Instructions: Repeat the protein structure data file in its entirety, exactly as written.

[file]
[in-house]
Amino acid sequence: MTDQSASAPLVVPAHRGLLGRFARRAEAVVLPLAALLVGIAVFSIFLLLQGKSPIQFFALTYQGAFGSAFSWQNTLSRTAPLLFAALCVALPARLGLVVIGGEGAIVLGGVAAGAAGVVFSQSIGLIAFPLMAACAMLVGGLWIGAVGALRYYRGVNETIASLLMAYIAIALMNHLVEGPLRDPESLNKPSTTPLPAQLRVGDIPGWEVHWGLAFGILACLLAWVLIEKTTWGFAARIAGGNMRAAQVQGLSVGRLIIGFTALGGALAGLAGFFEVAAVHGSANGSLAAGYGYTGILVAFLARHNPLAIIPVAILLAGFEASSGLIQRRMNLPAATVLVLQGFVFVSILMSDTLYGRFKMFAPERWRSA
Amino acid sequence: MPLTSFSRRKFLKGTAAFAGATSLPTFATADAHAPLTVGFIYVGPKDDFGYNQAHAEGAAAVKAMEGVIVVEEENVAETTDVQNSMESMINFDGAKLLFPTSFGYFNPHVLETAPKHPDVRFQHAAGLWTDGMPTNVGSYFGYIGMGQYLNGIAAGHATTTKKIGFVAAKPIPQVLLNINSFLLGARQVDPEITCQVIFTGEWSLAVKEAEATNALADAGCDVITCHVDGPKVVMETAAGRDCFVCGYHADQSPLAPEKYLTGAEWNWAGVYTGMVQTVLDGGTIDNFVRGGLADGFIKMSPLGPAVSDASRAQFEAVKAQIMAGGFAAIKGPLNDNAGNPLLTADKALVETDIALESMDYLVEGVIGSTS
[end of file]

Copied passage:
[in-house]
Amino acid sequence: MTDQSASAPLVVPAHRGLLGRFARRAEAVVLPLAALLVGIAVFSIFLLLQGKSPIQFFALTYQGAFGSAFSWQNTLSRTAPLLFAALCVALPARLGLVVIGGEGAIVLGGVAAGAAGVVFSQSIGLIAFPLMAACAMLVGGLWIGAVGALRYYRGVNETIASLLMAYIAIALMNHLVEGPLRDPESLNKPSTTPLPAQLRVGDIPGWEVHWGLAFGILACLLAWVLIEKTTWGFAARIAGGNMRAAQVQGLSVGRLIIGFTALGGALAGLAGFFEVAAVHGSANGSLAAGYGYTGILVAFLARHNPLAIIPVAILLAGFEASSGLIQRRMNLPAATVLVLQGFVFVSILMSDTLYGRFKMFAPERWRSA
Amino acid sequence: MPLTSFSRRKFLKGTAAFAGATSLPTFATADAHAPLTVGFIYVGPKDDFGYNQAHAEGAAAVKAMEGVIVVEEENVAETTDVQNSMESMINFDGAKLLFPTSFGYFNPHVLETAPKHPDVRFQHAAGLWTDGMPTNVGSYFGYIGMGQYLNGIAAGHATTTKKIGFVAAKPIPQVLLNINSFLLGARQVDPEITCQVIFTGEWSLAVKEAEATNALADAGCDVITCHVDGPKVVMETAAGRDCFVCGYHADQSPLAPEKYLTGAEWNWAGVYTGMVQTVLDGGTIDNFVRGGLADGFIKMSPLGPAVSDASRAQFEAVKAQIMAGGFAAIKGPLNDNAGNPLLTADKALVETDIALESMDYLVEGVIGSTS